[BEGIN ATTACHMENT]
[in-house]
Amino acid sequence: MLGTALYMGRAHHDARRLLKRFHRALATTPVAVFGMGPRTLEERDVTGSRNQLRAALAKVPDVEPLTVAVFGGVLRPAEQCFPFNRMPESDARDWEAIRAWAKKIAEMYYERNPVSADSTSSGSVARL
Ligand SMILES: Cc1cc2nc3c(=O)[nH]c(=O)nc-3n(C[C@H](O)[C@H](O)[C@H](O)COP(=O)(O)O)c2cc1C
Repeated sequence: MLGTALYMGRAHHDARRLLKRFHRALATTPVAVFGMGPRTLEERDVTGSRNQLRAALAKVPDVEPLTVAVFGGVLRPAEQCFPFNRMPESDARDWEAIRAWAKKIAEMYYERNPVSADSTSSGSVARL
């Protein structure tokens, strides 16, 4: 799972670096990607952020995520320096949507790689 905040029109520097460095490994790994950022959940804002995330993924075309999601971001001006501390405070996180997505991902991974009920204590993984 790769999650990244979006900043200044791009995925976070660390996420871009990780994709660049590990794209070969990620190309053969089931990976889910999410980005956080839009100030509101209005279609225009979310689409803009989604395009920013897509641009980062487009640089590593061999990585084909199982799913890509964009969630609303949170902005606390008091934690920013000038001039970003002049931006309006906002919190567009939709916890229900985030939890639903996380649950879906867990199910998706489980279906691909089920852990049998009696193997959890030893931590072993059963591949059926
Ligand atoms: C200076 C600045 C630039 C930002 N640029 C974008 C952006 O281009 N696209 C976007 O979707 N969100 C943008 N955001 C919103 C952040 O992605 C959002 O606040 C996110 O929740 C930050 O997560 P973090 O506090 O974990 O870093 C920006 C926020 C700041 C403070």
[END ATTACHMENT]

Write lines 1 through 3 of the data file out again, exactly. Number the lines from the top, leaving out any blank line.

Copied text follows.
[in-house]
Amino acid sequence: MLGTALYMGRAHHDARRLLKRFHRALATTPVAVFGMGPRTLEERDVTGSRNQLRAALAKVPDVEPLTVAVFGGVLRPAEQCFPFNRMPESDARDWEAIRAWAKKIAEMYYERNPVSADSTSSGSVARL
Ligand SMILES: Cc1cc2nc3c(=O)[nH]c(=O)nc-3n(C[C@H](O)[C@H](O)[C@H](O)COP(=O)(O)O)c2cc1C